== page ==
Department of Physiology and Pharmacology,Bone and Joint Initiative,Western University, London, Ontario, Canada

Sims received his BSc in Zoology (University of Western Ontario, 1975) and PhD in Neuroscience (McMaster University, 1982).  Postdoctoral training was carried out in Physiology at The University of Massachusetts Medical School (Worcester Massachusetts) and at Brigham and Women’s Hospital (Harvard Medical School, Boston).

Sims joined Western in 1987, supported by a Medical Research Council Scholarship followed by a Scientist award.  His research focuses on ion channels and calcium in muscle and bone cells.  He has held support from several agencies, including Canadian Institutes of Health Research and The Arthritis Society. Sims served the academic community as Interim Chair of Physiology, Associate Vice-Provost in the School of Graduate and Postdoctoral Studies, and as a member of the Board of Governors.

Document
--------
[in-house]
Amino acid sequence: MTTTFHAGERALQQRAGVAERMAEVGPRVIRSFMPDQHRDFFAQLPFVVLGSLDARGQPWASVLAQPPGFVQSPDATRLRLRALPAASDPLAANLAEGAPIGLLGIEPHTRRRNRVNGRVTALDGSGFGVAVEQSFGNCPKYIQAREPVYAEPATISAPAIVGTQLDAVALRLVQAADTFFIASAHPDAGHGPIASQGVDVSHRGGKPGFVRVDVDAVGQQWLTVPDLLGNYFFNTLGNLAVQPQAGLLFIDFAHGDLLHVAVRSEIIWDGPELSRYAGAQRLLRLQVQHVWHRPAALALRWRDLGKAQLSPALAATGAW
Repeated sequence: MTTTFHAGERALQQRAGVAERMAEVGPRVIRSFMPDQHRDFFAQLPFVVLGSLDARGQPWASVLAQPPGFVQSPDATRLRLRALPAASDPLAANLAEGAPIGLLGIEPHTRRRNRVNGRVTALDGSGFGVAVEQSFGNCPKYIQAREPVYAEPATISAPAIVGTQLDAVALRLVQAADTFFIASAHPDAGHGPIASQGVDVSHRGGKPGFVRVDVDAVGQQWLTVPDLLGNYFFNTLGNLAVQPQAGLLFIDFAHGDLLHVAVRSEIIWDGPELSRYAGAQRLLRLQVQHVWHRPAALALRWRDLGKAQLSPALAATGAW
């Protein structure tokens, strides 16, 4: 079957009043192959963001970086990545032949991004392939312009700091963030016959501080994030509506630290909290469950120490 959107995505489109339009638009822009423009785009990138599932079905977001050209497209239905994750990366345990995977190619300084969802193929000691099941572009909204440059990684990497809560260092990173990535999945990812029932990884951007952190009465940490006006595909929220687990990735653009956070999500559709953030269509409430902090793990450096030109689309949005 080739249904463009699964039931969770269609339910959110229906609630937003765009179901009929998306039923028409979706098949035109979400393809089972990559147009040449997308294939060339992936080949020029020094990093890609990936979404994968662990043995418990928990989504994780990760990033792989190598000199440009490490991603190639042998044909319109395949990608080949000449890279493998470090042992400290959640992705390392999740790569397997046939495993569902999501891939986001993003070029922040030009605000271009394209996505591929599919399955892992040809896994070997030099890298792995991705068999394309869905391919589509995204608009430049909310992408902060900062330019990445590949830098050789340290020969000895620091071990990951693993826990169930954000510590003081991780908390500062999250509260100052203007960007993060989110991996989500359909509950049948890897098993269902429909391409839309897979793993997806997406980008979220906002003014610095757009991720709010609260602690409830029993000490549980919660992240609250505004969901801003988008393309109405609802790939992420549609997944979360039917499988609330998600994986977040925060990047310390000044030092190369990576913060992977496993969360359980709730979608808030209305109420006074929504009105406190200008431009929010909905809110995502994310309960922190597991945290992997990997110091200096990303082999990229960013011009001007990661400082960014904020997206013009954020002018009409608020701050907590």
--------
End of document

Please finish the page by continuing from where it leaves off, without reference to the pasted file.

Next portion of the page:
Sims is chair of the CIHR New Investigator personnel committee, and is past president of the Canadian Physiological Society. He has served on review committees for CIHR, the Alberta Heritage Foundation for Medical Research, the Canadian Arthritis Network and the Arthritis Society.  He has mentored 17 graduate students, 18 postdoctoral fellows, more than 50 undergraduate research trainees and 13 visiting scientists.  His trainees have won national and international awards for their research, and have progressed to independent careers in academia, education, medicine, dentistry and financial markets.  Sims and colleagues pioneered the use of patch clamp and fluorescence methods to study mammalian osteoclasts.  They were the first to identify and characterize ion channels in osteoclasts, and their regulation. Osteoclasts are the therapy target in diseases like rheumatoid arthritis, osteoporosis and metastatic tumors in bone.



Live-cell fluorescence imaging of bone cells